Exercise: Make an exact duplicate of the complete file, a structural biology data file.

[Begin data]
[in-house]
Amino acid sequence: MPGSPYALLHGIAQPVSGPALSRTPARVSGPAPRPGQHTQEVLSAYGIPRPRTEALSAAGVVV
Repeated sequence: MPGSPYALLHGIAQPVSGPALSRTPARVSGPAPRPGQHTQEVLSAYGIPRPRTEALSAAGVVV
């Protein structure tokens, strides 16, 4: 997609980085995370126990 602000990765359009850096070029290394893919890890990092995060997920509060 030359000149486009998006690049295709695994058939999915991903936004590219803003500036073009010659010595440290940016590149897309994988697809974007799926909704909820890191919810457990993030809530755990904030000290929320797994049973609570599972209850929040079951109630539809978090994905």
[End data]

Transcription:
[in-house]
Amino acid sequence: MPGSPYALLHGIAQPVSGPALSRTPARVSGPAPRPGQHTQEVLSAYGIPRPRTEALSAAGVVV
Repeated sequence: MPGSPYALLHGIAQPVSGPALSRTPARVSGPAPRPGQHTQEVLSAYGIPRPRTEALSAAGVVV
């Protein structure tokens, strides 16, 4: 997609980085995370126990 602000990765359009850096070029290394893919890890990092995060997920509060 030359000149486009998006690049295709695994058939999915991903936004590219803003500036073009010659010595440290940016590149897309994988697809974007799926909704909820890191919810457990993030809530755990904030000290929320797994049973609570599972209850929040079951109630539809978090994905």